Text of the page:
WM    Yeah – that was a while ago – yeah.

 

GW     In the 80s and so-forth.  But the last 10 years have been the time that most protection has been provided and that’s a huge improvement.

 

WM    Okay – 131 873 is the number with Legal Matters.  If you’ve got a question for Gaius Whiffin who’s our personal injury law expert in the studio right now.  131 873.  So how do you go about making a skin cancer claim and what are the points you think there are people who had suffered skin cancer who could have made a claim and probably hadn’t.

 

GW     Well there’s no specific time limits, the sooner the better because the evidence trail and so-forth dries up but the sooner the better – there’s no specific time limits – it’s really a matter of making sure your exposure has been mainly or the most exposure has been at the workplace and if you have – then you make a claim against the last employer to expose you to sunlight.  So if you for example were in the building industry and you worked for 10 employers over your lifeline, lifetime – it’s the last one that you can claim against.

 

WM    That’s a very good point.  I’d never thought about that process but that’s good – it could be a number of different employers but you only take the action against the one.

 

GW     Only against one – that’s a particular Section that was brought into the Act.  It governs up other injuries that come as a result of a gradual process such as skin cancer.

 

WM    So that would be the case if you had only worked for them for a couple of month’s maybe?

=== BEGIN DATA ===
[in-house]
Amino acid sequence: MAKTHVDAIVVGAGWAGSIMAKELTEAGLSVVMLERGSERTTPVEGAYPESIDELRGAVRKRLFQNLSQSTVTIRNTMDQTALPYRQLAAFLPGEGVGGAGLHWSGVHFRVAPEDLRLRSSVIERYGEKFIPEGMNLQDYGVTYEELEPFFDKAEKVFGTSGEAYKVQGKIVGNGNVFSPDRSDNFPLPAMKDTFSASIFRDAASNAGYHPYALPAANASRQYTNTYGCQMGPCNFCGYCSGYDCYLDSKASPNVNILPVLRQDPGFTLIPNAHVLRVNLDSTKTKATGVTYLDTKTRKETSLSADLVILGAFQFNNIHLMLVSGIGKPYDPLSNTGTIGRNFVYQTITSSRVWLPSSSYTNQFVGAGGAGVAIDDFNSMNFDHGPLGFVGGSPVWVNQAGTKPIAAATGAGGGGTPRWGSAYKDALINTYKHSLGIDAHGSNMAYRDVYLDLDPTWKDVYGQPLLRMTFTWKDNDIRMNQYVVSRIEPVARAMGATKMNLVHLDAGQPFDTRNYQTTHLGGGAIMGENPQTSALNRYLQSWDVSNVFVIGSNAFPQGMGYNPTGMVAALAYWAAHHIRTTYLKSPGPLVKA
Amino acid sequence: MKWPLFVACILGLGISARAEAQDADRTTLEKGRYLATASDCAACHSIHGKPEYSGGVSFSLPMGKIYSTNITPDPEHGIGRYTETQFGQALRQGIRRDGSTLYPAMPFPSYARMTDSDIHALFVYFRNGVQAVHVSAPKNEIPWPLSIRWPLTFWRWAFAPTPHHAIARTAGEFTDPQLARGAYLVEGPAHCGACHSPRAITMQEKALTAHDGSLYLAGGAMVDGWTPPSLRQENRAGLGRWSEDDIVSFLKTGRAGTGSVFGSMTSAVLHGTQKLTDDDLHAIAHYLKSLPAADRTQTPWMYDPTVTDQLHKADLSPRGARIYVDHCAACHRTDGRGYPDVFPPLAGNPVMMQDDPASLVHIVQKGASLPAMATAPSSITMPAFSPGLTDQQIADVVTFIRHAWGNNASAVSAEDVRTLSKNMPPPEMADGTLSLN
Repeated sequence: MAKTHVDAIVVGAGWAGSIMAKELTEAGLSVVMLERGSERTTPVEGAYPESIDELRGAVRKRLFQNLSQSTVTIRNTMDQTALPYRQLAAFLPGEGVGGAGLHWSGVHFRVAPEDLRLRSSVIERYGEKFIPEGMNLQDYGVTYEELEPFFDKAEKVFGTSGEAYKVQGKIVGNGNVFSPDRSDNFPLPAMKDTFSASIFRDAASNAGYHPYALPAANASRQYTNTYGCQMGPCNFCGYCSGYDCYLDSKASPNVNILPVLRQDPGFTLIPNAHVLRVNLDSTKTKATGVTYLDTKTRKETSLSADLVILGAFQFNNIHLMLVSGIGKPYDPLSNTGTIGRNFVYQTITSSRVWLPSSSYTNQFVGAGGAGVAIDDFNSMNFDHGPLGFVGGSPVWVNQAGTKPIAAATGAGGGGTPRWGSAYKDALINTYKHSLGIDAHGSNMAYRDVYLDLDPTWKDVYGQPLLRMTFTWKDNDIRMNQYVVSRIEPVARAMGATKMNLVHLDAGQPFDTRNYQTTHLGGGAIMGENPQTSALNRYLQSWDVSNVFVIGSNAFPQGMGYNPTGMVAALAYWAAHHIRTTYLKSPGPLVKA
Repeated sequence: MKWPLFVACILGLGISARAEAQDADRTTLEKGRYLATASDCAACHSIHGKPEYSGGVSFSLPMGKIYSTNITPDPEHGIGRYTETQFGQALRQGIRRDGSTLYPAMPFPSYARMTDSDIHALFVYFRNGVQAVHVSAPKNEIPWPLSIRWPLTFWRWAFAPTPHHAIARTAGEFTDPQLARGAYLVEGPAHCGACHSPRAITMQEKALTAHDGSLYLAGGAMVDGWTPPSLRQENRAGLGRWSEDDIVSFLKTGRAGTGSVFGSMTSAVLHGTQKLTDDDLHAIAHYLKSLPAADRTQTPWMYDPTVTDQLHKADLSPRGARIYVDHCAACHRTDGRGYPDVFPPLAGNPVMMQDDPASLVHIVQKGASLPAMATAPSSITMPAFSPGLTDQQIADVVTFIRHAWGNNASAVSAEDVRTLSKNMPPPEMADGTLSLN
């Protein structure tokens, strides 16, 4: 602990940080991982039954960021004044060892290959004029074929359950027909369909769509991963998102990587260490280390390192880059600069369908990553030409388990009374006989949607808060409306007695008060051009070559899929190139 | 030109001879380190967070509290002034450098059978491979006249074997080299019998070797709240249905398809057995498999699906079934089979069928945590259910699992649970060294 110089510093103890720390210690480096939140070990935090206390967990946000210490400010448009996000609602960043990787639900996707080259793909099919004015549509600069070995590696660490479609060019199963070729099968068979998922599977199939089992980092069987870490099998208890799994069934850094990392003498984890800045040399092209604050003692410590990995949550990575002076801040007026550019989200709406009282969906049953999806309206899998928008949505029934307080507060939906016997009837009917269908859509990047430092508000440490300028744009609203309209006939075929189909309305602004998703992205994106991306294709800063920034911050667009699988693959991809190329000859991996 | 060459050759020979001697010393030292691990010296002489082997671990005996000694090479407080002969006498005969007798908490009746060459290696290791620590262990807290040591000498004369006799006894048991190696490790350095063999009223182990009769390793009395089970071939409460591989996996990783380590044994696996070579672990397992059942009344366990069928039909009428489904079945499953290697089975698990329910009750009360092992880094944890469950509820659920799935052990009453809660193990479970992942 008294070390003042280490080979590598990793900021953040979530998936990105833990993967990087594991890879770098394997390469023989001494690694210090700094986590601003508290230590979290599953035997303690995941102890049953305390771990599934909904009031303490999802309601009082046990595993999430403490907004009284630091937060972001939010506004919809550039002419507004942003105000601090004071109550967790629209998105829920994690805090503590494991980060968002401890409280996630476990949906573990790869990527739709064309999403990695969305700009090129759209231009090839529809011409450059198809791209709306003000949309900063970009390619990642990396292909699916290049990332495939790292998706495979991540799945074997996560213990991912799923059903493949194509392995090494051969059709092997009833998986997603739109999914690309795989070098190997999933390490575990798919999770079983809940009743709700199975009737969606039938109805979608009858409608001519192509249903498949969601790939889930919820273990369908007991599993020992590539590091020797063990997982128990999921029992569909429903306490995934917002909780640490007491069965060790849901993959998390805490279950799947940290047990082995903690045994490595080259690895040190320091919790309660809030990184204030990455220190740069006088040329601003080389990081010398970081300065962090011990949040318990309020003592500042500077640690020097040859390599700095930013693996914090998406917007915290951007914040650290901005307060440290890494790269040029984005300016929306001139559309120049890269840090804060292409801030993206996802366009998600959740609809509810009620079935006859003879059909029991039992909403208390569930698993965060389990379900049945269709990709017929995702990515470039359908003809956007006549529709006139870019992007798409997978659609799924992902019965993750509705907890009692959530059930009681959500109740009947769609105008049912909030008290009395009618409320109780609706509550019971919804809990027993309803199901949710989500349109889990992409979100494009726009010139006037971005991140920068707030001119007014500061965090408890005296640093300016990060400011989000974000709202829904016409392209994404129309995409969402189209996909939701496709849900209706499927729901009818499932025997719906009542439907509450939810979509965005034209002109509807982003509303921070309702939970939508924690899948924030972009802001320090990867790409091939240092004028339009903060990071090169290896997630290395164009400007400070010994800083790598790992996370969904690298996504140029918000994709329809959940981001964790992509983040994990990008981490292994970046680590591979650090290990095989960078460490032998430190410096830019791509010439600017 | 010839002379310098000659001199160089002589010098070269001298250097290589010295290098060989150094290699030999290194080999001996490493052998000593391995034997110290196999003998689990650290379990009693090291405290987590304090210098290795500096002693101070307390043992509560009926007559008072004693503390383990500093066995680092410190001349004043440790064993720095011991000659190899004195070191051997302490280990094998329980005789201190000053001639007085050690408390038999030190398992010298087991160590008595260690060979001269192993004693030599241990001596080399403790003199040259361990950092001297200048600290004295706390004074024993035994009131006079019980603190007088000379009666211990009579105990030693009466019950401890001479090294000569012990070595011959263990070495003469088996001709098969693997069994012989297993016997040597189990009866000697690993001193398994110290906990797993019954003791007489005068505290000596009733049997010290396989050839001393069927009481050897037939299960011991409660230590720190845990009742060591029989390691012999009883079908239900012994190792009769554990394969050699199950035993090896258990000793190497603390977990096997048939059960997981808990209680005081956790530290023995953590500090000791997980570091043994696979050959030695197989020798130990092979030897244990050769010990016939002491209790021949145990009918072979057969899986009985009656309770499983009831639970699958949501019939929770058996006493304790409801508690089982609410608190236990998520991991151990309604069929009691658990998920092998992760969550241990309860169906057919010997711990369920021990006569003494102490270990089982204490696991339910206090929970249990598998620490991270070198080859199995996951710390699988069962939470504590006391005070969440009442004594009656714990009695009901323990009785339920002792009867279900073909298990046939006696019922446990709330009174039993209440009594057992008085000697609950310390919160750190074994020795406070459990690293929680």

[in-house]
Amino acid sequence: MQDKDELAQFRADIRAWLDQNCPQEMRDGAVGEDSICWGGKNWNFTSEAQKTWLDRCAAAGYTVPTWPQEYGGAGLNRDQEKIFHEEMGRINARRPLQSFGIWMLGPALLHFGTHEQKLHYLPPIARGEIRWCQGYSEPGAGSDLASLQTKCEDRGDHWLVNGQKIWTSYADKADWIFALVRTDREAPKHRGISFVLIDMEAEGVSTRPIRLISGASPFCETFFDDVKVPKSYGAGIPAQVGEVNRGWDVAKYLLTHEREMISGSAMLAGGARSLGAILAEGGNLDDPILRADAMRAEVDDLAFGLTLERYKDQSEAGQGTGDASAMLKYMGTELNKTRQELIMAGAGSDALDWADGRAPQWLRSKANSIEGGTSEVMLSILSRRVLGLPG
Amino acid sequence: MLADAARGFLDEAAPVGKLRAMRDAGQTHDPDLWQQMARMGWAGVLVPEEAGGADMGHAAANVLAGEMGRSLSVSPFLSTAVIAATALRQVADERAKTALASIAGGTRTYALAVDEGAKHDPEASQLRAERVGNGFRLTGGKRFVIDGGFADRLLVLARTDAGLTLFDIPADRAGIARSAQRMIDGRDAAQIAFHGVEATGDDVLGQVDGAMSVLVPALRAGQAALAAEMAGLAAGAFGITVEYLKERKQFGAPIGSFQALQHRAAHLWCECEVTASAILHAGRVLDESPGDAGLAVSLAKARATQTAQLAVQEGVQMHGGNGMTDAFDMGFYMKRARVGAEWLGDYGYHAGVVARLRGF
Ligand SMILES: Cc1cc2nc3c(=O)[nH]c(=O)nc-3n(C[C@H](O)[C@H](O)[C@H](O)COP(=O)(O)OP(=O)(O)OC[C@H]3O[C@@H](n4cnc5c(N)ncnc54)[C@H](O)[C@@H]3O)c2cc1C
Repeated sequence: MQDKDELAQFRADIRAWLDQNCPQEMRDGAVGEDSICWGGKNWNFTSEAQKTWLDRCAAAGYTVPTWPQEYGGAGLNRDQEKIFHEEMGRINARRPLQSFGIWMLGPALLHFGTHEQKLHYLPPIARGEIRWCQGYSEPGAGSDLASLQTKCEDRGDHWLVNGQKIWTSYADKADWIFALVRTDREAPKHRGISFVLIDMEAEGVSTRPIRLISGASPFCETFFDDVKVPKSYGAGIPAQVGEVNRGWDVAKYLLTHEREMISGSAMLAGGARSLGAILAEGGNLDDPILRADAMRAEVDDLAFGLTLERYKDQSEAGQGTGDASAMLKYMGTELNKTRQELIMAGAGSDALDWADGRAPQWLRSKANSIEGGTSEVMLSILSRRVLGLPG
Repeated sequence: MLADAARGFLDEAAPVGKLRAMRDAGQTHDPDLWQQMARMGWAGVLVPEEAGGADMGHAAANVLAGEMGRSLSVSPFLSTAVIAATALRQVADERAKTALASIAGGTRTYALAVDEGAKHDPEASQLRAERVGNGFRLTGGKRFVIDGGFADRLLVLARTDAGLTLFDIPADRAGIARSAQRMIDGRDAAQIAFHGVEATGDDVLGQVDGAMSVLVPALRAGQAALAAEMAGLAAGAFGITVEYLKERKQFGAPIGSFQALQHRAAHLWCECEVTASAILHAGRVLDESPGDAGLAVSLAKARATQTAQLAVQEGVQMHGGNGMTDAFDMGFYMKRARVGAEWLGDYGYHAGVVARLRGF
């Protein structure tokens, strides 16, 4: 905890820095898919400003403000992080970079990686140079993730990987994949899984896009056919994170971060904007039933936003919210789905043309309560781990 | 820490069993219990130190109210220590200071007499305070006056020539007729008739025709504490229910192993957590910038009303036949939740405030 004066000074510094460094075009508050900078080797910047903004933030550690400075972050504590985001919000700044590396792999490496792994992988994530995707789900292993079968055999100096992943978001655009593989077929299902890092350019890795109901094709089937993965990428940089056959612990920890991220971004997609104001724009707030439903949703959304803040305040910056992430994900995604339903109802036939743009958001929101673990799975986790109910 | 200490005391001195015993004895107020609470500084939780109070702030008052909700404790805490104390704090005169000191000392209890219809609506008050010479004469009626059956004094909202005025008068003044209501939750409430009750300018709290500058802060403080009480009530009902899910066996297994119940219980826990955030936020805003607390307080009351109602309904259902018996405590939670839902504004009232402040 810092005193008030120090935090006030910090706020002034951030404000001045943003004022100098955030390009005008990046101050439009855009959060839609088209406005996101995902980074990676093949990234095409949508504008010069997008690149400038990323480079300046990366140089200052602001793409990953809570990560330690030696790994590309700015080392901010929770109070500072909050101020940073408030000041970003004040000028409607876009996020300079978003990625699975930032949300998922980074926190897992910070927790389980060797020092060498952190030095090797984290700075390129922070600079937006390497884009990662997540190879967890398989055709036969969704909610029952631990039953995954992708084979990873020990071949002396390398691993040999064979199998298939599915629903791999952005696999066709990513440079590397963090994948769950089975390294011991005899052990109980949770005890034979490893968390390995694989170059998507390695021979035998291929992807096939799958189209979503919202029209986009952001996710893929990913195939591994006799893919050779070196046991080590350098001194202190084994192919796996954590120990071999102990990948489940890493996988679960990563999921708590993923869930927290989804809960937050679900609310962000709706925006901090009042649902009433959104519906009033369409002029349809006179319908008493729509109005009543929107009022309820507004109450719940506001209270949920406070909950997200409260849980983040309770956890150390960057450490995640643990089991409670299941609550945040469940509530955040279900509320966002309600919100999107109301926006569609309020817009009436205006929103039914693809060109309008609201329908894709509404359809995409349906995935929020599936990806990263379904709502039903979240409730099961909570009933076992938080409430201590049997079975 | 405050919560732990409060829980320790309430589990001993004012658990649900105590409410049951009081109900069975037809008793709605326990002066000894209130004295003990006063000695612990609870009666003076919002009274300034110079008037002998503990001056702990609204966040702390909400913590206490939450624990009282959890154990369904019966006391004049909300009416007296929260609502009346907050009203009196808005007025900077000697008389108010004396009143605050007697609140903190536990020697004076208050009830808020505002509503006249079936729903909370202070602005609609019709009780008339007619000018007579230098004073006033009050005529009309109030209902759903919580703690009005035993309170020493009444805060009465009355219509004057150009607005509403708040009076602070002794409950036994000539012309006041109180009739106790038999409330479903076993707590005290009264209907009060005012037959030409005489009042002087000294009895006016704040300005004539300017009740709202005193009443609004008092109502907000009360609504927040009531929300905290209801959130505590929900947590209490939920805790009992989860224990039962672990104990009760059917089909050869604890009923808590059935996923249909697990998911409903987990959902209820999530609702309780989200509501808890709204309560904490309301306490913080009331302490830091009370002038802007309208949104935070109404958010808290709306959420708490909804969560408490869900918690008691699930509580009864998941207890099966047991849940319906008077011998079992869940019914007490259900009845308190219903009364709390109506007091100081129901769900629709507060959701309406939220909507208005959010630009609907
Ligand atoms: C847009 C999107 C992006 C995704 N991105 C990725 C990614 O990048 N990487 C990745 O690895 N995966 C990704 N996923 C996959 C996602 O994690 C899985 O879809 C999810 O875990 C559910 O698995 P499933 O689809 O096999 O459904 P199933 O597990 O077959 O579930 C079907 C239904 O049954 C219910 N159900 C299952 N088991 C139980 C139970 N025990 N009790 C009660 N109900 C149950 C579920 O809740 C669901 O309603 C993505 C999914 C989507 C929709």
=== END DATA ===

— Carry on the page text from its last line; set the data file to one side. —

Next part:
GW     It can be.  They then have various rights to claim against previous employers but in terms of the injured – the sufferer of the skin cancer – it makes it easier for them.

 

WM    131 873.  Now we’ve got Pat on the line for you.  What’s your question for Gaius Pat?

 

Caller 1 – Pat

 

Pat      Oh hi there.  Look I’m just enquiring, I actually work in a building and it’s an administration area and our whole window is exposed to the outside, there’s no tinting, there’s no blinds and we find a really big problem with glare – like we don’t actually face the sun, but we do get – it’s very hard to see at times – when you are looking at your computer and…… I have very fair skin – I have blue eyes so I am more prone to glare and there’s three of us that actually sit there and my question is – I have had treatment for skin cancers and laser surgery on my nose but I am proactive and I go get it checked regularly – I have a specialist appointment every year.  But would that account to a skin cancer forming just from that exposure, or does it actually have to be direct contact with the sun.  Like we are inside a building but the sun – it’s quite strong and the glare is quite harsh.

 

GW     Look, the simple answer is that it can.  It’s all a question for circumstances but it can.  There’s a lot of for example truck drivers in the past where again the windscreens and so-forth were not tinted in those days – there’s no air-conditioning –everything was down and there’s a lot of truck drivers that have developed skin cancer and that have been compensated for.  So it depends upon the circumstances, the level of your exposure – how long you have been in this particular position. I mean the other thing you’ve got to realise s that skin cancers can take a long while to develop – so if skin cancer develops today may have actually been deposited so to speak 20, 30 or maybe even up to 40 years ago.

 

Pat      Right.

 

WM    But it certainly doesn’t seem like a very good work situation that you are in at the moment.  In fact if those windows haven’t been provided with a bit more protection than that.

 

GW     Okay Pat.

 

Pat      Okay – thank you for that.

 

WM    Okay thank you for your call – much appreciated. Hello Robert.

 

Caller 2 – Robert

 

Robert                      Yes hello.  I’m not actually going to talk about skin cancer but I was just wondering in general – office workers that are using computers these days in an office sitting in front of a computer for 8 hours at call centres and things like that – where do they stand?  Should they have eyesight testing every 2 years or something like that?